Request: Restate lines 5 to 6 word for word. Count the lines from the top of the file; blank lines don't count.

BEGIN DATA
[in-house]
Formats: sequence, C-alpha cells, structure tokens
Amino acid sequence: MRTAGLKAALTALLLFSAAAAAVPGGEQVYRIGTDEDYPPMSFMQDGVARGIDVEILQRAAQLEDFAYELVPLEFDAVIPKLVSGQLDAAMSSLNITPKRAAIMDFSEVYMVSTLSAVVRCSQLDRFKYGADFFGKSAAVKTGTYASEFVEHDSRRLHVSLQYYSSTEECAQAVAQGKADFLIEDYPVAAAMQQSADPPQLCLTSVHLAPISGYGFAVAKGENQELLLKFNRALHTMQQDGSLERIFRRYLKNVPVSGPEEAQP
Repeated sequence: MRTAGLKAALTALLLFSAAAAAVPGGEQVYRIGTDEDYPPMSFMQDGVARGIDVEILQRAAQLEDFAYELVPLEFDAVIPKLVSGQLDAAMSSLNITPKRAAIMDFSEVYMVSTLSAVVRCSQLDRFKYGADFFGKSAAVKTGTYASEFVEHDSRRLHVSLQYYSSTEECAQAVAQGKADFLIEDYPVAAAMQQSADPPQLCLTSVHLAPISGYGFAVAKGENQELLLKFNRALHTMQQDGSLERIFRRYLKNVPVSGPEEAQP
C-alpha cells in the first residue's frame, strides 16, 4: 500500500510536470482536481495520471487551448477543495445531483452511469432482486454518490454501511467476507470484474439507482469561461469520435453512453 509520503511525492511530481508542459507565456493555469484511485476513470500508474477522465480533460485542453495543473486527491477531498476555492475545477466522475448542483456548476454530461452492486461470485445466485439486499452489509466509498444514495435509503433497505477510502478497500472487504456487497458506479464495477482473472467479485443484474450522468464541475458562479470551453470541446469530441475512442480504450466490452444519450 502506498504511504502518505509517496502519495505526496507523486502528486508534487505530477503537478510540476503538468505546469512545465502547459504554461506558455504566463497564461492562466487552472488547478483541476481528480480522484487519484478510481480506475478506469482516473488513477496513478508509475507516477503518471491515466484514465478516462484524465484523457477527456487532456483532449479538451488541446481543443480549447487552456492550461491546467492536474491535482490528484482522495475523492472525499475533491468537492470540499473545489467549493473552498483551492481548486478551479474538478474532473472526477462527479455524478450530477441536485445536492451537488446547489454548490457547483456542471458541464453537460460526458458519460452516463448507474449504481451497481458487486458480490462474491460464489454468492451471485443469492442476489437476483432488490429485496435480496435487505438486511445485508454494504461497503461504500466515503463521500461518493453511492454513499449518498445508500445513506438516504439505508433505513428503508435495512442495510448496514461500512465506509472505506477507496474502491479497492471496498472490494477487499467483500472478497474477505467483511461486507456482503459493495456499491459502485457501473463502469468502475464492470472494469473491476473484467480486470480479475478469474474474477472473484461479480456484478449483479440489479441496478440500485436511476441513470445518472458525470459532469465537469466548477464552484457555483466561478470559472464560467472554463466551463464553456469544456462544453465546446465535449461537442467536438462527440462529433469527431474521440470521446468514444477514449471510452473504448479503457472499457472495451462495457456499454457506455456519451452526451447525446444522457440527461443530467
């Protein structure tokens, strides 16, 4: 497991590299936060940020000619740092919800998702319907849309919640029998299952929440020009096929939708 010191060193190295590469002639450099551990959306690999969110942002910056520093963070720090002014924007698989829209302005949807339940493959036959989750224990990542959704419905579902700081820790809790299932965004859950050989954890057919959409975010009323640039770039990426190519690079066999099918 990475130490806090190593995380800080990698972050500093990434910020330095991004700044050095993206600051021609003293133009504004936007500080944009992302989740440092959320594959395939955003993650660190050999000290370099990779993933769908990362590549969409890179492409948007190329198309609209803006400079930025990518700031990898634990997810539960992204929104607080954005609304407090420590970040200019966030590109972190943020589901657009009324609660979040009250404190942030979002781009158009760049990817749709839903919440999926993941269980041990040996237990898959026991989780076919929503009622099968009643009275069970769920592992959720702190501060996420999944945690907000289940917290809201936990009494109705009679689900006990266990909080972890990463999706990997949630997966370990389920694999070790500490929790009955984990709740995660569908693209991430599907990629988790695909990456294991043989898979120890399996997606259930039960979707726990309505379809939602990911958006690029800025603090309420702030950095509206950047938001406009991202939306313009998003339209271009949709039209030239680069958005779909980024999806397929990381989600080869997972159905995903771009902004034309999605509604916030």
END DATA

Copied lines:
C-alpha cells in the first residue's frame, strides 16, 4: 500500500510536470482536481495520471487551448477543495445531483452511469432482486454518490454501511467476507470484474439507482469561461469520435453512453 509520503511525492511530481508542459507565456493555469484511485476513470500508474477522465480533460485542453495543473486527491477531498476555492475545477466522475448542483456548476454530461452492486461470485445466485439486499452489509466509498444514495435509503433497505477510502478497500472487504456487497458506479464495477482473472467479485443484474450522468464541475458562479470551453470541446469530441475512442480504450466490452444519450 502506498504511504502518505509517496502519495505526496507523486502528486508534487505530477503537478510540476503538468505546469512545465502547459504554461506558455504566463497564461492562466487552472488547478483541476481528480480522484487519484478510481480506475478506469482516473488513477496513478508509475507516477503518471491515466484514465478516462484524465484523457477527456487532456483532449479538451488541446481543443480549447487552456492550461491546467492536474491535482490528484482522495475523492472525499475533491468537492470540499473545489467549493473552498483551492481548486478551479474538478474532473472526477462527479455524478450530477441536485445536492451537488446547489454548490457547483456542471458541464453537460460526458458519460452516463448507474449504481451497481458487486458480490462474491460464489454468492451471485443469492442476489437476483432488490429485496435480496435487505438486511445485508454494504461497503461504500466515503463521500461518493453511492454513499449518498445508500445513506438516504439505508433505513428503508435495512442495510448496514461500512465506509472505506477507496474502491479497492471496498472490494477487499467483500472478497474477505467483511461486507456482503459493495456499491459502485457501473463502469468502475464492470472494469473491476473484467480486470480479475478469474474474477472473484461479480456484478449483479440489479441496478440500485436511476441513470445518472458525470459532469465537469466548477464552484457555483466561478470559472464560467472554463466551463464553456469544456462544453465546446465535449461537442467536438462527440462529433469527431474521440470521446468514444477514449471510452473504448479503457472499457472495451462495457456499454457506455456519451452526451447525446444522457440527461443530467
């Protein structure tokens, strides 16, 4: 497991590299936060940020000619740092919800998702319907849309919640029998299952929440020009096929939708 010191060193190295590469002639450099551990959306690999969110942002910056520093963070720090002014924007698989829209302005949807339940493959036959989750224990990542959704419905579902700081820790809790299932965004859950050989954890057919959409975010009323640039770039990426190519690079066999099918 990475130490806090190593995380800080990698972050500093990434910020330095991004700044050095993206600051021609003293133009504004936007500080944009992302989740440092959320594959395939955003993650660190050999000290370099990779993933769908990362590549969409890179492409948007190329198309609209803006400079930025990518700031990898634990997810539960992204929104607080954005609304407090420590970040200019966030590109972190943020589901657009009324609660979040009250404190942030979002781009158009760049990817749709839903919440999926993941269980041990040996237990898959026991989780076919929503009622099968009643009275069970769920592992959720702190501060996420999944945690907000289940917290809201936990009494109705009679689900006990266990909080972890990463999706990997949630997966370990389920694999070790500490929790009955984990709740995660569908693209991430599907990629988790695909990456294991043989898979120890399996997606259930039960979707726990309505379809939602990911958006690029800025603090309420702030950095509206950047938001406009991202939306313009998003339209271009949709039209030239680069958005779909980024999806397929990381989600080869997972159905995903771009902004034309999605509604916030």